Matthew Considine
Office
Axinn Center 334
Email
mconsidine@middlebury.edu
Office Hours
Tues/Thurs 10:00-11:00am; Wed 8:00-9:00am (all via Zoom)
Additional Programs
Enterprise and Business Program

Matt Considine joined Middlebury College in Spring 2021 having been a Visiting Professor for the previous academic year at Champlain College.  In that capacity he taught “Investments,” “Advanced Investments,” “Introduction to Corporate Finance” and other finance classes. From 2011 to 2018 he was the Director of Investments for the State of Vermont, overseeing the administration of the investment portfolios underlying three State pension plans, deferred compensation plans and other asset pools. In that capacity he and his team worked with the State Treasurer, the Vermont Pension Investment Committee and others on the setting, implementation and evaluation of investment strategies.

Prior to his work in the public sector, he spent twenty years as an equity analyst and portfolio manager with firms such as BlackRock and Dupont Capital Management, managing mutual funds and other long-only and long-short strategies.  His formal education includes a BA with Honors in Mathematics-Economics from Wesleyan University and an MBA with concentrations in Finance and Entrepreneurial Management from the Wharton School.  A member of the Vermont CFA Society, he has held the CFA charter since 1993.  Among the non-profits he is involved with is Gifford Healthcare (for which he  currently serves as Vice-Chair), the Antique Telescope Society (for which he is Treasurer) and the Springfield Telescope Makers.  A Fellow of the Royal Astronomical Society, he enjoys amateur astronomy, as well as hiking and cooking in his backyard wood-fired oven. 

Courses Taught

Course Description

Introduction to Business and Enterprise
This course provides students who have little to no background in business with a broad overview of business and enterprise in the economy. Students will learn about types of enterprises and a functional framework for understanding a business, including strategy, finance, production, and marketing. This framework will be used to analyze various businesses and non-profits, exploring the advantages and disadvantages of various structures. The course will give overviews of accounting and entrepreneurship, and explore policy and philosophical debates about the morality of for-profit business and the need for corporate responsibility. 3 hrs. lect.

Terms Taught

Spring 2021, Fall 2021, Spring 2022

Requirements

SOC

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Course Description

Introduction to Finance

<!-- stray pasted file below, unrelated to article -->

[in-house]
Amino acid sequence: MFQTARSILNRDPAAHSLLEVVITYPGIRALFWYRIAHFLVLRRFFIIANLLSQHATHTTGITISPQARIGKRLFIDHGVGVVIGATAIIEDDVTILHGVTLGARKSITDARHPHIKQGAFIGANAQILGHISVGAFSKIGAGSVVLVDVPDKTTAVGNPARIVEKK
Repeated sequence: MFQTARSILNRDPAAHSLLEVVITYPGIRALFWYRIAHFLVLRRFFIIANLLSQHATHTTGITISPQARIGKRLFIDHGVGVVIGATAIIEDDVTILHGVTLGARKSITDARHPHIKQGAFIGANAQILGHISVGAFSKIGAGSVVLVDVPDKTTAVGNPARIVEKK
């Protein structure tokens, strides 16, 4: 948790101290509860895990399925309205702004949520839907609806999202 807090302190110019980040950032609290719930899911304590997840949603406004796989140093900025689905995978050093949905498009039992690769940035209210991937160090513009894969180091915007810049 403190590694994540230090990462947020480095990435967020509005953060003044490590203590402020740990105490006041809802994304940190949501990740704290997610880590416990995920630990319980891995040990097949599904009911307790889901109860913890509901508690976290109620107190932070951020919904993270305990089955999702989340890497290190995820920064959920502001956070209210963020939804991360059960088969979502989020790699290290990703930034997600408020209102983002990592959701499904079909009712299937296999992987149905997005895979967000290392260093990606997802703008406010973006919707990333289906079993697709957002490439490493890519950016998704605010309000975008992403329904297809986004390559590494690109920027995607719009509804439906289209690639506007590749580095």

In this introductory survey course we will cover the role of finance in society, the basic workings of the financial system, how funds are allocated within the economy, and how institutions raise money. We will cover a range of topics, including: interest rates and the time value of money; uncertainty and the trade-off between risk and return; security market efficiency; stocks, bonds and optimal capital structure; financing decisions and capital budgeting; sovereign risk; foreign currencies; derivatives markets; and concerns about the role of finance in society. The course will include discussions of current news events in global markets. (INTD 0116 or INTD 0120 or by Instructor approval) 3 hrs. lect., 3 hr. lab

Terms Taught

Fall 2022, Spring 2023

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Course Description

Investment Management
In this course we will build on knowledge of accounting and finance and apply that knowledge to investment analysis, asset allocation, portfolio management, and capital markets and risk analysis. Designed to provide the basic concepts and principles of investing, the course examines investment theory and practice for investing a portfolio and evaluating its performance. We will discuss both traditional and alternative investments. Topics include securities markets, risk and return, capital asset pricing model (CAPM) and diversification, portfolio theory, private equity, valuation of equity, valuation of fixed-income securities, options and futures markets. Recommended prior courses would be: Math 0116, INTD 0116 or INTD 0217. Students who have not taken INTD 0116 or INTD 0217 are invited to contact the professor to discuss and review their basic proficiency in Accounting and Finance. 3 hrs. lect., 3 hrs lab

Terms Taught

Fall 2022

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Course Description

Capital Markets
This course surveys and analyzes the instruments traded in modern asset markets, the mechanisms that facilitate their trading and issuance, as well as, the motivations of issuers and investors across different asset classes. The course will balance functional and institutional perspectives by highlighting the problems market participants are seeking to solve, as well as the existing asset markets that have arisen to accomplish these goals. We will consider the nature of structure of asset markets, and the design, issuance, and pricing of financial instruments, focusing on how arbitrage strategies keep their prices in-line with one another. (INTD 0116 or INTD 0217 or by instructor approval) 3 hrs. lect., 3 hrs. lab

Terms Taught

Spring 2023

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Course Description

Big Data and Finance
In this course we will explore the analysis and use of financial and economic datasets using a statistical framework such as R or SPSS. Large volumes of data – either time series or from surveys – are increasingly found in many aspects of a business enterprise. Effectively acquiring, cleaning, analyzing and interpreting such data is essential for the success of an enterprise and the stakeholders involved in its management.

Terms Taught

Winter 2022

Requirements

DED, WTR

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